This month has been opera month at our house. We finally reached the premiere of the opera Chris and I have been working on for the past three years - and lately I have been walking around marveling at the fact that we wrote a show that has sold out five performances in two locations! By the end of the month about 1300 people will have seen it. That is kind of amazing to me, still.
Last night, as I sat and watched and listened, I could remember doing the research for the story, learning about life in a small Wisconsin town in 1900, about lumberjacks and logging camps, about the nearly unmentioned abundance of "crazy" old men living hermit-style just outside the towns, almost all of them amputee veterans of the Civil War (call it Soldier's Heart or PTSD, it has always been there), about folksongs. I learned so much more than what made it into the opera! And then starting to put the story together, learning the characters, the false starts and abandoned plots.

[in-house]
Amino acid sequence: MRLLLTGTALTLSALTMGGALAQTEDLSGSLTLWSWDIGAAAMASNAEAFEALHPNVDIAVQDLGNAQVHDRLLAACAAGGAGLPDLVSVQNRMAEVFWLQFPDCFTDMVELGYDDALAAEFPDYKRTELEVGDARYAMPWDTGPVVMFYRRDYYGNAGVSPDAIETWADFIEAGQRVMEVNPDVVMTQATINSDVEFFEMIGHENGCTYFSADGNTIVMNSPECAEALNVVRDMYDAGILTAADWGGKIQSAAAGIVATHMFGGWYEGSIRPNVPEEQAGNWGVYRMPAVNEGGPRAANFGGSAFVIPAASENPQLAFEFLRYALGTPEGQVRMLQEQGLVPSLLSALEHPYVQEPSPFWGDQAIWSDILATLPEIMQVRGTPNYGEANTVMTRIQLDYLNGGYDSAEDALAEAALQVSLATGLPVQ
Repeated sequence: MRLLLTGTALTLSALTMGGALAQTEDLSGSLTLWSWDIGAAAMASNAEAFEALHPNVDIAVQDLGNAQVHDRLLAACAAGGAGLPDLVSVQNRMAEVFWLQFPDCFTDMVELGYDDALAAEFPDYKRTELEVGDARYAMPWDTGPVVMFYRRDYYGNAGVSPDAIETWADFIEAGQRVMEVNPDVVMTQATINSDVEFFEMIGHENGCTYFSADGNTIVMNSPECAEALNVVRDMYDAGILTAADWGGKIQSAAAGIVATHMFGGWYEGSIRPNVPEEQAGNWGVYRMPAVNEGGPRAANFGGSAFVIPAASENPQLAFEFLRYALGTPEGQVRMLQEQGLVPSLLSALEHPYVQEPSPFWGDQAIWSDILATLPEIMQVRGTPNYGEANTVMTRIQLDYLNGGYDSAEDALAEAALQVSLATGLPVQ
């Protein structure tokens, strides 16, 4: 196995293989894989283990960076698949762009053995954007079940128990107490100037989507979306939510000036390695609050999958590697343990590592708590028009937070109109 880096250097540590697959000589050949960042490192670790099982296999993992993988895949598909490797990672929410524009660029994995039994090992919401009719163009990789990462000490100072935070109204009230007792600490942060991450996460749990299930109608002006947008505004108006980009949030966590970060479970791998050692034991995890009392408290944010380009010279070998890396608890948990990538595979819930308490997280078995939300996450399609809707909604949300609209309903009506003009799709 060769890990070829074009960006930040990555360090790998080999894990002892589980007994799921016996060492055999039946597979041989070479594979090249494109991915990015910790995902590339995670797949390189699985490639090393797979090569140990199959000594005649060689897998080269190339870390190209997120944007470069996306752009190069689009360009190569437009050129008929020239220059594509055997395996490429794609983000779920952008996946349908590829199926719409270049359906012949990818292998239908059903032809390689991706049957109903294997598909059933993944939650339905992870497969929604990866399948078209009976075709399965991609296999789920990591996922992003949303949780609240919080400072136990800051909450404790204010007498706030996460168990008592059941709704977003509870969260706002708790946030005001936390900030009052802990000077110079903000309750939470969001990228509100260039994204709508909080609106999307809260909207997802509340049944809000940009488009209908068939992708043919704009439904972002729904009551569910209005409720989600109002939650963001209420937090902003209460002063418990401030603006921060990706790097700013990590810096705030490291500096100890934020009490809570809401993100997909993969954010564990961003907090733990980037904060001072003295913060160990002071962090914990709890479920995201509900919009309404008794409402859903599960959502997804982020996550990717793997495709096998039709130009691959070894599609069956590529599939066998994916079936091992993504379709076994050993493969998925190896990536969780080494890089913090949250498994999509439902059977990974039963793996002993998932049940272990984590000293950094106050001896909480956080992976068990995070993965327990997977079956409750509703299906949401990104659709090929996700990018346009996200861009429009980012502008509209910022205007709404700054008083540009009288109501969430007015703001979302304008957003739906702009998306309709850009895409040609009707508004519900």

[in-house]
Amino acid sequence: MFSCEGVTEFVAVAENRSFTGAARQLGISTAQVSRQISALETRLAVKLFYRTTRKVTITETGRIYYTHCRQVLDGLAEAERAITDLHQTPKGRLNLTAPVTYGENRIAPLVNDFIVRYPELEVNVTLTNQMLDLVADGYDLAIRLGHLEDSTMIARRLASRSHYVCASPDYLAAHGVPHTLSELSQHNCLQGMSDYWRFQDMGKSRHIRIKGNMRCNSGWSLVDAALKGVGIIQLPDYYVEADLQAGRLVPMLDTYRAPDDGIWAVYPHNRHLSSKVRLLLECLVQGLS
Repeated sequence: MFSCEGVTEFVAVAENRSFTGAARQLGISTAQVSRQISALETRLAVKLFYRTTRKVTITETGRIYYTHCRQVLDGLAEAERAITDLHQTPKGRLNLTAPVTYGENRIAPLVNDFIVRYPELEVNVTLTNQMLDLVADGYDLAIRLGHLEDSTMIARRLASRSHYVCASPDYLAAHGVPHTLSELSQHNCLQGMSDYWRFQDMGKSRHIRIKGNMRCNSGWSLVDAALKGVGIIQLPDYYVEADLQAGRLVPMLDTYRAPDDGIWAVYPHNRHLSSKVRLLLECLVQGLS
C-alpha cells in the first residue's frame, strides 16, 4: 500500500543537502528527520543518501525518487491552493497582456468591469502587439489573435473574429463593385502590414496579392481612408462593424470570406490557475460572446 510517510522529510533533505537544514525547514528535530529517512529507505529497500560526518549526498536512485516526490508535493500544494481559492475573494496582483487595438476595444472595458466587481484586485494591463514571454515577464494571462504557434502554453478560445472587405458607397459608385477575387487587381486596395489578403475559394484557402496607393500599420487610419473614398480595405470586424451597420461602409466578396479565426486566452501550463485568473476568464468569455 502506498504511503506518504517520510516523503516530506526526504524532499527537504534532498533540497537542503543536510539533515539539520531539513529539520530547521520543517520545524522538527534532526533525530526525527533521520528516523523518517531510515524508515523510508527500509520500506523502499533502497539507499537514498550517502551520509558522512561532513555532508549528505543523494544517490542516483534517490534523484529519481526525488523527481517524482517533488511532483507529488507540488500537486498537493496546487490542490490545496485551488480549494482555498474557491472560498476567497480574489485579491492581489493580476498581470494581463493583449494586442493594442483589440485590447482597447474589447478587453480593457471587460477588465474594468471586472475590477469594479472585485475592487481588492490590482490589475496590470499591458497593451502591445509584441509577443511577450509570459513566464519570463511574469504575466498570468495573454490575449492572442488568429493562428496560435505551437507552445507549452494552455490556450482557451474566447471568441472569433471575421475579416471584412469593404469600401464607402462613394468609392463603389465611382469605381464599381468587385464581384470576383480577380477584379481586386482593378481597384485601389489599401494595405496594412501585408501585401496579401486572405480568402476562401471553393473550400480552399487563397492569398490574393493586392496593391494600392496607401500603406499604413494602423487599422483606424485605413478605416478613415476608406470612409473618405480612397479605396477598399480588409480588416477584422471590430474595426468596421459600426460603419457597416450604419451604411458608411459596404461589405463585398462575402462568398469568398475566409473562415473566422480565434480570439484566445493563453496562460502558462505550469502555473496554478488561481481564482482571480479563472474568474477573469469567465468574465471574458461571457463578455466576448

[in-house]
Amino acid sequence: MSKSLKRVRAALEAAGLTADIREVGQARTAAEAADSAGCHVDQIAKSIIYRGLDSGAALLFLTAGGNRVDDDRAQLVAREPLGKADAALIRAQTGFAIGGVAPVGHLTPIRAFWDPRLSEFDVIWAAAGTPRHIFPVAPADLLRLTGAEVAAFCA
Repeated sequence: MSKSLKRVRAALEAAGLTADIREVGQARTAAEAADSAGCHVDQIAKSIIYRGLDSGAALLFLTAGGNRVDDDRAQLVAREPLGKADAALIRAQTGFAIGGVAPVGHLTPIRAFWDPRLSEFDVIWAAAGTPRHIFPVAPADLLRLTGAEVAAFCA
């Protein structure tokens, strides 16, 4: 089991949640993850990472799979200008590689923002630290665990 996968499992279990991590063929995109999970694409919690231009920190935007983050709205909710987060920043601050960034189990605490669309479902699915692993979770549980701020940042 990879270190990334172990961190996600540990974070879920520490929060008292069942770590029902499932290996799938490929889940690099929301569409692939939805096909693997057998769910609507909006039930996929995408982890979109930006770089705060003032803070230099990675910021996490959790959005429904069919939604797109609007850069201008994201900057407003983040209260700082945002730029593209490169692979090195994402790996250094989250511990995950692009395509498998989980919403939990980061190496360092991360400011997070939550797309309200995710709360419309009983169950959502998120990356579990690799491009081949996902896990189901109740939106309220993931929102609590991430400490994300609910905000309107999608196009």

The opera was commissioned to be about a moment in a small town's history, a moment when the town changed its name in the hope of attracting a factory, more jobs, more people. I wanted to be sure that, while staying true to the historical moment, it was also a story that was about people now as much as it was about people then - about having to make choices, about the hard choices we have to make when something changes, about how far a person might be willing to compromise, and when compromise becomes unacceptable. It's a story I certainly recognize, and it has been rewarding to hear that other people have, too.